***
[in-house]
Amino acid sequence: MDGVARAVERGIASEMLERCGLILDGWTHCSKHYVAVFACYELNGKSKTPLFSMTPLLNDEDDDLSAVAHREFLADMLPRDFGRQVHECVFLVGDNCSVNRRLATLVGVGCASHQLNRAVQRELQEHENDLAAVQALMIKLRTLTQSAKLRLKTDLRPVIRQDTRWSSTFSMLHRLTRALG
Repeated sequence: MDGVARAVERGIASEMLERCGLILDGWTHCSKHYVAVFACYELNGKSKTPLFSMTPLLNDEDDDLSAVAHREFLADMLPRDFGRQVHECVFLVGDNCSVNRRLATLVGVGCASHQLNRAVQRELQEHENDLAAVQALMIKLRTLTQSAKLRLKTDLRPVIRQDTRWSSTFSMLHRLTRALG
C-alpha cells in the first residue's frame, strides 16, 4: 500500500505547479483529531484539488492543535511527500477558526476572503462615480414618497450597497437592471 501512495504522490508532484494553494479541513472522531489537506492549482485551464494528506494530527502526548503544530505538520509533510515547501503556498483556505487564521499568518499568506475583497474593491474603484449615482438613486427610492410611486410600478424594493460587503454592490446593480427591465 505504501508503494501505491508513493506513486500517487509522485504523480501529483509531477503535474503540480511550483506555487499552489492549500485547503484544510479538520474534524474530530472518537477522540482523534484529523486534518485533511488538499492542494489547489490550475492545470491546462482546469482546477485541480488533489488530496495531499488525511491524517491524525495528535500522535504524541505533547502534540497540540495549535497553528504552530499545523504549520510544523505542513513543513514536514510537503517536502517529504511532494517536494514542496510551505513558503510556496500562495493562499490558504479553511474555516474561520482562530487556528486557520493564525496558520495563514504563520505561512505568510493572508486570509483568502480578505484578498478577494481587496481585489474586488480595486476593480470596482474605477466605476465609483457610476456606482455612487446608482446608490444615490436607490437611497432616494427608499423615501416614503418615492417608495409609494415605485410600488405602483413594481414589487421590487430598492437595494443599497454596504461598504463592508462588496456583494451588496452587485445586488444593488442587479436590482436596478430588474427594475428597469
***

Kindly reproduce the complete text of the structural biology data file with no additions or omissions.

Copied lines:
[in-house]
Amino acid sequence: MDGVARAVERGIASEMLERCGLILDGWTHCSKHYVAVFACYELNGKSKTPLFSMTPLLNDEDDDLSAVAHREFLADMLPRDFGRQVHECVFLVGDNCSVNRRLATLVGVGCASHQLNRAVQRELQEHENDLAAVQALMIKLRTLTQSAKLRLKTDLRPVIRQDTRWSSTFSMLHRLTRALG
Repeated sequence: MDGVARAVERGIASEMLERCGLILDGWTHCSKHYVAVFACYELNGKSKTPLFSMTPLLNDEDDDLSAVAHREFLADMLPRDFGRQVHECVFLVGDNCSVNRRLATLVGVGCASHQLNRAVQRELQEHENDLAAVQALMIKLRTLTQSAKLRLKTDLRPVIRQDTRWSSTFSMLHRLTRALG
C-alpha cells in the first residue's frame, strides 16, 4: 500500500505547479483529531484539488492543535511527500477558526476572503462615480414618497450597497437592471 501512495504522490508532484494553494479541513472522531489537506492549482485551464494528506494530527502526548503544530505538520509533510515547501503556498483556505487564521499568518499568506475583497474593491474603484449615482438613486427610492410611486410600478424594493460587503454592490446593480427591465 505504501508503494501505491508513493506513486500517487509522485504523480501529483509531477503535474503540480511550483506555487499552489492549500485547503484544510479538520474534524474530530472518537477522540482523534484529523486534518485533511488538499492542494489547489490550475492545470491546462482546469482546477485541480488533489488530496495531499488525511491524517491524525495528535500522535504524541505533547502534540497540540495549535497553528504552530499545523504549520510544523505542513513543513514536514510537503517536502517529504511532494517536494514542496510551505513558503510556496500562495493562499490558504479553511474555516474561520482562530487556528486557520493564525496558520495563514504563520505561512505568510493572508486570509483568502480578505484578498478577494481587496481585489474586488480595486476593480470596482474605477466605476465609483457610476456606482455612487446608482446608490444615490436607490437611497432616494427608499423615501416614503418615492417608495409609494415605485410600488405602483413594481414589487421590487430598492437595494443599497454596504461598504463592508462588496456583494451588496452587485445586488444593488442587479436590482436596478430588474427594475428597469